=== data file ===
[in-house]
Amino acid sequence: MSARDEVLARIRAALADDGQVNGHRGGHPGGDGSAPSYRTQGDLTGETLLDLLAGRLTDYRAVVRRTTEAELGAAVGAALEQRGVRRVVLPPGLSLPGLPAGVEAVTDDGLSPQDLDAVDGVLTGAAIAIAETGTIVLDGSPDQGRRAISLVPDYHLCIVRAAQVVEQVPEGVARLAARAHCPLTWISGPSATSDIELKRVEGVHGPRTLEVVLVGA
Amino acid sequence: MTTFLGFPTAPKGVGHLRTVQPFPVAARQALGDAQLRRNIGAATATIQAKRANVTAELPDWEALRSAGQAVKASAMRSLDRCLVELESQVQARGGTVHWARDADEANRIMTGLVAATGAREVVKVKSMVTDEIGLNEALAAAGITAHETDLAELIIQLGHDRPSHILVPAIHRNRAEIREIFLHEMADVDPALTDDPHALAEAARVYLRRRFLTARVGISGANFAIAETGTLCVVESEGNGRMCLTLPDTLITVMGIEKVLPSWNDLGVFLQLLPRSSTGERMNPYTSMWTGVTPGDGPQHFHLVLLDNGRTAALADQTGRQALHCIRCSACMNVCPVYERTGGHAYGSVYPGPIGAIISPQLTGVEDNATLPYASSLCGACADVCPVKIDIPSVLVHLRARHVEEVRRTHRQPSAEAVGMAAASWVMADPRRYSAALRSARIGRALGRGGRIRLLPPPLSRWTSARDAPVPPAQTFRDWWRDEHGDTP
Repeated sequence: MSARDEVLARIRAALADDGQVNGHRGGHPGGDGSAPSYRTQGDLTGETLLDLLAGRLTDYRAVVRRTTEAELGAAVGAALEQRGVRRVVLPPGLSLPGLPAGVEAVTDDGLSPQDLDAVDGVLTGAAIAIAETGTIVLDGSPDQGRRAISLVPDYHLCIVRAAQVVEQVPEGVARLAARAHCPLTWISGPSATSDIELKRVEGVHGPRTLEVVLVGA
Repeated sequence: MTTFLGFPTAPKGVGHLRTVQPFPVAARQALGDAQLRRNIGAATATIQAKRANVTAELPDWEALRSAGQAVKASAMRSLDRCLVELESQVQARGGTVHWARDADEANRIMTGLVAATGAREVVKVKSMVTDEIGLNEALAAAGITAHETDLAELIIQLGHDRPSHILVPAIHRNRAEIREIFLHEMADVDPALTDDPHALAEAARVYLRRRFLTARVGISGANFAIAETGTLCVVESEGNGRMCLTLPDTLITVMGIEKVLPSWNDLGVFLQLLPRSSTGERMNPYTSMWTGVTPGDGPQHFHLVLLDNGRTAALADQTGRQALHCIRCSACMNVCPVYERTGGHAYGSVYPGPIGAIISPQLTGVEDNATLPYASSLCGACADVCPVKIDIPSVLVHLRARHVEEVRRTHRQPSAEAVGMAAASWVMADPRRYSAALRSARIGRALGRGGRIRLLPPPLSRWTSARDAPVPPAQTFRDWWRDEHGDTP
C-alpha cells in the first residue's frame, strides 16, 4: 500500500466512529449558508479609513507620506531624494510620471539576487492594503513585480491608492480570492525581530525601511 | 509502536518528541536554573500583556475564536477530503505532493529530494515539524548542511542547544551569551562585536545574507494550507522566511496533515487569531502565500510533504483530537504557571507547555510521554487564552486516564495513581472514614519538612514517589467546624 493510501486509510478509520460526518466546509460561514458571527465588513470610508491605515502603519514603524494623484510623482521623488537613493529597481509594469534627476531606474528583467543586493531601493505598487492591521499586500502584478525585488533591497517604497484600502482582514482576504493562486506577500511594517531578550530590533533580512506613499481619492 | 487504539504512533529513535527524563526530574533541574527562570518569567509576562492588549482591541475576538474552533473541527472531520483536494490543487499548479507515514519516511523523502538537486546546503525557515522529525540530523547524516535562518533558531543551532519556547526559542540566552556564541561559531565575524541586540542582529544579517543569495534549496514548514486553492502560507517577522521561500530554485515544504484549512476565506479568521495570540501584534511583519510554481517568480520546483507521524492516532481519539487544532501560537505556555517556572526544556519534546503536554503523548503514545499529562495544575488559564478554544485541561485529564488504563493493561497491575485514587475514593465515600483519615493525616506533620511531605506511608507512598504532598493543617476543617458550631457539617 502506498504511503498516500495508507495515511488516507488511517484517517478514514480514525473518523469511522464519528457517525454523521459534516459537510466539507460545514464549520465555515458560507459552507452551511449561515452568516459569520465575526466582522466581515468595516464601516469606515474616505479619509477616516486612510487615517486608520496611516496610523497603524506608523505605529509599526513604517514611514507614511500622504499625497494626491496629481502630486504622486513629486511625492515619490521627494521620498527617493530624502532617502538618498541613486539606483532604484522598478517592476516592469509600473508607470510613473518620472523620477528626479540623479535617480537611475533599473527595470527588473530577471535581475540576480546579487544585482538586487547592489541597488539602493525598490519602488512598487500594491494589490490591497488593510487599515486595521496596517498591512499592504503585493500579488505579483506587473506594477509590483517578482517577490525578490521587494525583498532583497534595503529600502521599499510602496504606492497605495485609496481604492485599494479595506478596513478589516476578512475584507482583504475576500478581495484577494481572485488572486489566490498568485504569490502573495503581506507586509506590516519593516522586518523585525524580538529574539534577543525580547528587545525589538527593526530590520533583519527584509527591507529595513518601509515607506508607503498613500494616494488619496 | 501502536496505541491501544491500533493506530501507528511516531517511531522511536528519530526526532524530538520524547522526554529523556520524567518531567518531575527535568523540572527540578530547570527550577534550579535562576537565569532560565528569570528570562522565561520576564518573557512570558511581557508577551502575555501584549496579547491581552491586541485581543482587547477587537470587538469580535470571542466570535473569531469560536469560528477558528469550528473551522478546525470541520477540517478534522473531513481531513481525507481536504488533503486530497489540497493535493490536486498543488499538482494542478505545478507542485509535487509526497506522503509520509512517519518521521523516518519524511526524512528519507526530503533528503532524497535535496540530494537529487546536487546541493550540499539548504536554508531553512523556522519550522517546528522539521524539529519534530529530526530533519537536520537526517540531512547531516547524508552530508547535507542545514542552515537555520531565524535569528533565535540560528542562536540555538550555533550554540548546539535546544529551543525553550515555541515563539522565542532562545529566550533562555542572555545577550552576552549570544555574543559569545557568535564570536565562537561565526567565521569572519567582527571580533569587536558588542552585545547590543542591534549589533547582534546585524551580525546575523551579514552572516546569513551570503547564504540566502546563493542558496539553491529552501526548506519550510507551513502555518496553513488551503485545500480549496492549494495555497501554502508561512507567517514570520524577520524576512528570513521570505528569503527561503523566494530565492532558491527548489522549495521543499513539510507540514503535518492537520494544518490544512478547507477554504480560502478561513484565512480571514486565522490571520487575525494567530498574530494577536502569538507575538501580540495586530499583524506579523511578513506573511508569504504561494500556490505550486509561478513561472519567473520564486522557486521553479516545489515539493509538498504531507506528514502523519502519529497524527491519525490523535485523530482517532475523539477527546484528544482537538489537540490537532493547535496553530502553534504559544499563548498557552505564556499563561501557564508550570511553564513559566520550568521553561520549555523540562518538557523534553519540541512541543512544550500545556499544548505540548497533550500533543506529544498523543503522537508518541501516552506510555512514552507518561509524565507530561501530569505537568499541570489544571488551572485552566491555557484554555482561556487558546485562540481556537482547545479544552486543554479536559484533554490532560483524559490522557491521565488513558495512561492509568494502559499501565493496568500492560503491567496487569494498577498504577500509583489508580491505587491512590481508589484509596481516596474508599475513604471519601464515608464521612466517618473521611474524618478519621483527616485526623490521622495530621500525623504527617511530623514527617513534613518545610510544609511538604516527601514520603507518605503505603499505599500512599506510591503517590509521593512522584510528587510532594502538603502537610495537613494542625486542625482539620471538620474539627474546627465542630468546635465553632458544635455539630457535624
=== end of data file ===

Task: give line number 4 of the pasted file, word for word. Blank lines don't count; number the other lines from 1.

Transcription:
Repeated sequence: MSARDEVLARIRAALADDGQVNGHRGGHPGGDGSAPSYRTQGDLTGETLLDLLAGRLTDYRAVVRRTTEAELGAAVGAALEQRGVRRVVLPPGLSLPGLPAGVEAVTDDGLSPQDLDAVDGVLTGAAIAIAETGTIVLDGSPDQGRRAISLVPDYHLCIVRAAQVVEQVPEGVARLAARAHCPLTWISGPSATSDIELKRVEGVHGPRTLEVVLVGA